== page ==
“Those are the things a state’s senator needs to be on top of,” he said. “If you’re not involved in those kinds of things that involve the federal government that are important to local communities, you’re not the kind of senator that people want. You have to do both. Today, I think people want a senator who is going to protect the state’s legitimate interests and who will defend and advocate effectively the values they share. I believe I’ll be able to strike a balance. Right now, we need to help Trump achieve his agenda, which is Alabama’s agenda and my agenda.”

A night earlier, during his appearance at a meeting of the Marshall County Republican Party, Sessions was confronted by attendees regarding his decision to recuse himself from the Department of Justice investigation into allegations of Russian meddling in the 2016 presidential election and collusion between the Trump campaign and Russia.

During his speech at the event, Sessions explained his reasoning for the recusal, citing the specific Justice Department regulation. According to Sessions, the Guntersville event was the only time to date the topic had come up in a public setting.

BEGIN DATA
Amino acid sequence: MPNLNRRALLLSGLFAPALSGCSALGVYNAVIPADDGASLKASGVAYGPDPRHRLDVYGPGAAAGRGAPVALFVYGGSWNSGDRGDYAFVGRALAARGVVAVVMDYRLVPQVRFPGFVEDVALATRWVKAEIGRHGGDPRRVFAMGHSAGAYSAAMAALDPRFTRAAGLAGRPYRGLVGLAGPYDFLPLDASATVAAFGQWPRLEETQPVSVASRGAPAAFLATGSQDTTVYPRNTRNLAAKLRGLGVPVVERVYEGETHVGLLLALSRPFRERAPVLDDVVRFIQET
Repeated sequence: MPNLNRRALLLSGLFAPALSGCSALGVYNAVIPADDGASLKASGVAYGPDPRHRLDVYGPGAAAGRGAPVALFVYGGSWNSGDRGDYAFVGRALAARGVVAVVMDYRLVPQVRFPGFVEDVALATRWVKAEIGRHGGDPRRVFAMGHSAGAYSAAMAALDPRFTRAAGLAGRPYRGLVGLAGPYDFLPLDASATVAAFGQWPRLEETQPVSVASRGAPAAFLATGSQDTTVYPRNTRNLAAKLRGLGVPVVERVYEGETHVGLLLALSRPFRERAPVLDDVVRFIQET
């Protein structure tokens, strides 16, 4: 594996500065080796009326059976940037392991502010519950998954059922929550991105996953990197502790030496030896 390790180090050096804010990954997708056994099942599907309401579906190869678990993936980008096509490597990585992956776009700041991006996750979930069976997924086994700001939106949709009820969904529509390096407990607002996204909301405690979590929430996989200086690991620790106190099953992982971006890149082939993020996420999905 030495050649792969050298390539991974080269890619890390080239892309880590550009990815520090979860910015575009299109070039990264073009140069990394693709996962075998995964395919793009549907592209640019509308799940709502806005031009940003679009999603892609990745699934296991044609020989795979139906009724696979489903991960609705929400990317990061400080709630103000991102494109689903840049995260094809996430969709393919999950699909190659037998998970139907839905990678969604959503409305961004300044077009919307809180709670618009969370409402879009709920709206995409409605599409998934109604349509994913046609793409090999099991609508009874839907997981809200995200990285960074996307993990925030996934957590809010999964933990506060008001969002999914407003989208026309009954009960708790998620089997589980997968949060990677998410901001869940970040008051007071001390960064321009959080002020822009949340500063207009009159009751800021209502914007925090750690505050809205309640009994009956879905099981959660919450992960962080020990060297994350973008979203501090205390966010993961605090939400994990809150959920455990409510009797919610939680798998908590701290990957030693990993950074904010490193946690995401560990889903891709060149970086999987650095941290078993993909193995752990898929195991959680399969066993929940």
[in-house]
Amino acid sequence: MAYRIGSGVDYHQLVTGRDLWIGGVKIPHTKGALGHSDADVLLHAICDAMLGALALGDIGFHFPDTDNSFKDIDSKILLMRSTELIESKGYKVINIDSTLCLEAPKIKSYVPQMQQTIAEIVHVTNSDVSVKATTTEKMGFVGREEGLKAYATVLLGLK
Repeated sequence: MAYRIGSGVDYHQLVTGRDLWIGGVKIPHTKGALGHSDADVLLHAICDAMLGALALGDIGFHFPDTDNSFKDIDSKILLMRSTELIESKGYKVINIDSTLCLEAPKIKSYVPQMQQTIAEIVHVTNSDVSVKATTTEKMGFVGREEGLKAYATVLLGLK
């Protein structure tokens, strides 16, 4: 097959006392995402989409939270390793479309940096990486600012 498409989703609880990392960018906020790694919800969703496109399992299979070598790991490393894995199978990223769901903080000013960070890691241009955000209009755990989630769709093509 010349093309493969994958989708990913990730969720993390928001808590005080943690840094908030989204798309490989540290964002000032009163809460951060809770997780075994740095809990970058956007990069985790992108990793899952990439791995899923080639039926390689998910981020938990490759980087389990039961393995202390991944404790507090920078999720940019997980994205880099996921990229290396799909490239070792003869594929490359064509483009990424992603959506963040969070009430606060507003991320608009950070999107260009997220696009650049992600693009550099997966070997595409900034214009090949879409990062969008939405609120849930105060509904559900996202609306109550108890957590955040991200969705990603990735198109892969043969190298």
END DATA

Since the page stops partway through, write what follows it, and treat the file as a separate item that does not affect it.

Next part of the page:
“That’s the first time at any public meeting that somebody has raised it,” he said. “I just thought I would restate what I said before. One lady said, ‘You haven’t explained it.’ So, I thought I would explain it.”

Additionally, Sessions maintained he wanted the president to be successful and said he understood the frustration Trump felt given the seemingly never-ending saga.

“There was a lot of justification for his frustration throughout the whole process,” he said. “It just seemed to go for an interminable amount of time. Nothing was found, as I expected. But it surely seemed to me it could have been done quicker.”

Sessions insisted his record speaks for itself and emphasized the need for the Republican Party to own what he perceived to be a “right-of-center majority” in the country.